Elated with their triumph over the Government, the Agitators went ahead with amazing recklessness; and their commendation of crime and outrage was the most striking characteristic of their stand at this time. The Extremists had no cause for finding fault with the way in which "the treaty" was working. They had pledged their money and support if, under the Parliamentary movement, "active" work was allowed to progress. And active work was progressing with a vengeance. In the year 1881 (there is no use in troubling with further details regarding each month's quota) the total murders, outrages, &c., mounted up to the enormous number of 4-60: "You can carry and use pistols," said one Land League organiser. "I say you must organise and establish a branch of the Land League. There has been more good done since this week—there has been a landlord shot at Ballinrobe ! "shouted another to an excited, cheering crowd of hot-blooded peasants.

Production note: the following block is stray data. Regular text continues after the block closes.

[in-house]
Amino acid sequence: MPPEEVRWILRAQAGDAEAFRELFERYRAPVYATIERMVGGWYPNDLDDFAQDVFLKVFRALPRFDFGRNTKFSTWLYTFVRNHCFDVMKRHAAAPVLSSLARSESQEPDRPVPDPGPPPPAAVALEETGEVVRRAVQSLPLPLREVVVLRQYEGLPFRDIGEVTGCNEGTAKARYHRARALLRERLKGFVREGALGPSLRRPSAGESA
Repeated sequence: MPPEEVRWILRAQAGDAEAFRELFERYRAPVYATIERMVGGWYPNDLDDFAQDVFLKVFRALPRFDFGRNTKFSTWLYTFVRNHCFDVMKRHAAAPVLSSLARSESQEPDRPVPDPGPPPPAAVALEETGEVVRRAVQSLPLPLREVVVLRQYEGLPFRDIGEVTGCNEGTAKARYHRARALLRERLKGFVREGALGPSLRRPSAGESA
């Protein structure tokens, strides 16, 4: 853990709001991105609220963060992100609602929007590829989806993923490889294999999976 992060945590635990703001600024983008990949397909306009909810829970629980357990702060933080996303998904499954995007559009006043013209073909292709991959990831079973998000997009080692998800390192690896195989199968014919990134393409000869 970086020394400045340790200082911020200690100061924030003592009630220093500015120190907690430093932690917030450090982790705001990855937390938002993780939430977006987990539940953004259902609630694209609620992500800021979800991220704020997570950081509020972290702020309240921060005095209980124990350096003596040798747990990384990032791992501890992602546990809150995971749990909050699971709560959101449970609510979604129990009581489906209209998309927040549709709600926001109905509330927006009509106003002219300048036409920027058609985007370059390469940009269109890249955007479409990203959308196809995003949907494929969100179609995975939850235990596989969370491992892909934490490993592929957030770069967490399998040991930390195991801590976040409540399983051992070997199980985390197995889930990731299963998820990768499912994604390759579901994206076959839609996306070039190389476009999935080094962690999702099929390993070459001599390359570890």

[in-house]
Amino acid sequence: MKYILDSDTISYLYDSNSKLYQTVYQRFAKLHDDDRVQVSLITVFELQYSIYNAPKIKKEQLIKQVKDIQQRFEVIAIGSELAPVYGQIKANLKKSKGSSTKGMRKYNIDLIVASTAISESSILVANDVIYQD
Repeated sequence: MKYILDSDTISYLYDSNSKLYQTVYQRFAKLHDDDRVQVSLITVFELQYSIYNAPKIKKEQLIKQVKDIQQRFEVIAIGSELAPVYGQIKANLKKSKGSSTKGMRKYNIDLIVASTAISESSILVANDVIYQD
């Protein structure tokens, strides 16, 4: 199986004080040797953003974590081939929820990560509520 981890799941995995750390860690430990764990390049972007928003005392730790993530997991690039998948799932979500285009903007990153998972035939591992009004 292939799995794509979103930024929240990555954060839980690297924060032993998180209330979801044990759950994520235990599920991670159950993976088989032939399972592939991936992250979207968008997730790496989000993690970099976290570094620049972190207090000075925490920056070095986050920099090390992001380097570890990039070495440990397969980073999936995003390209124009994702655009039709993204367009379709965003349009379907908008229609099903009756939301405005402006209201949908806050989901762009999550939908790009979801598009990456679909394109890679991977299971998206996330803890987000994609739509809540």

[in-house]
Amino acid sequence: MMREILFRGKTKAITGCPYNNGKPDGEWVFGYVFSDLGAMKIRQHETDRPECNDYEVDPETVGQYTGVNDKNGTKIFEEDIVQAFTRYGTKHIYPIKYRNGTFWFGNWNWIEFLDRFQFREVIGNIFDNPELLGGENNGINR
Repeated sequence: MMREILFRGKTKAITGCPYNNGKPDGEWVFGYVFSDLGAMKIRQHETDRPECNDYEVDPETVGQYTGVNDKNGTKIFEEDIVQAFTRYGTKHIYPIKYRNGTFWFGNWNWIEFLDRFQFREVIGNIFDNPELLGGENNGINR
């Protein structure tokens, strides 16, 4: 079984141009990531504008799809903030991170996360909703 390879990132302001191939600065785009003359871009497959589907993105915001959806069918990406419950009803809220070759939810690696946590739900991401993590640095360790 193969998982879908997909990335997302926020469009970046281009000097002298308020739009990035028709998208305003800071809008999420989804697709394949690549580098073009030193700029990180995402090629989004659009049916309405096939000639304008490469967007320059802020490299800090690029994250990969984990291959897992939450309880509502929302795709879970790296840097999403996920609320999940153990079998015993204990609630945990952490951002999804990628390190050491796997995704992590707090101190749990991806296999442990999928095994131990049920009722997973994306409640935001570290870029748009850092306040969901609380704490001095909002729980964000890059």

"You, the members of the Local Land League, can use your exertions to get everything in favour of a person who is charged with such a crime as shooting a landlord," said J. G. Biggar, then and still a Member of the Imperial Parliament; and Mr. Brennan, the Secretary of the organisation, who was always fond of telling what the "tyrants" suffered in the French Revolution, read with pride, from one of his reports to his Central Council, that "early in March about two hundred persons were arrested in west of Ireland, and tried on the charge of assaulting process- page 21 servers. The League defended all the prisoners, and succeeded in getting verdicts of respital in most cases, but seventy-five persons were convicted," &c. After the reading of which report a resolution was passed to support the families of the prisoners, and to attend to their lands and dwellings during their confinement. And so, by incitement from the platform, and commendation and assistance from the League itself, murder was idealised and crime transposed to virtue. In order to the better assistance of their ends, a weekly journal, called United Ireland, was started in Dublin, and by this organ the most revolutionary of sentiments were sent flying over the entire of the country.